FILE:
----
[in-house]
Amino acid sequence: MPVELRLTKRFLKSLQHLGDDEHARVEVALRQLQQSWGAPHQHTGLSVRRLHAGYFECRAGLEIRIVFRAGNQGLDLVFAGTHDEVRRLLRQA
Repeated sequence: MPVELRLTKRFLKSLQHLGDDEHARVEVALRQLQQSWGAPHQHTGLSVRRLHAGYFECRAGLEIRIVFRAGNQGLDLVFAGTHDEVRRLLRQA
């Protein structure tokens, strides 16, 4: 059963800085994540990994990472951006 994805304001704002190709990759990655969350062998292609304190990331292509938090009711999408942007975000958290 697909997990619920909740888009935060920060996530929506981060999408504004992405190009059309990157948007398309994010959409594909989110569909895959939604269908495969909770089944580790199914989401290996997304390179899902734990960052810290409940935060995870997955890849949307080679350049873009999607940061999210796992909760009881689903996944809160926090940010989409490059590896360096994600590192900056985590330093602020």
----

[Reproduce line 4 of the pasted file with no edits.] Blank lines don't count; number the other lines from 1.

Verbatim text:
């Protein structure tokens, strides 16, 4: 059963800085994540990994990472951006 994805304001704002190709990759990655969350062998292609304190990331292509938090009711999408942007975000958290 697909997990619920909740888009935060920060996530929506981060999408504004992405190009059309990157948007398309994010959409594909989110569909895959939604269908495969909770089944580790199914989401290996997304390179899902734990960052810290409940935060995870997955890849949307080679350049873009999607940061999210796992909760009881689903996944809160926090940010989409490059590896360096994600590192900056985590330093602020």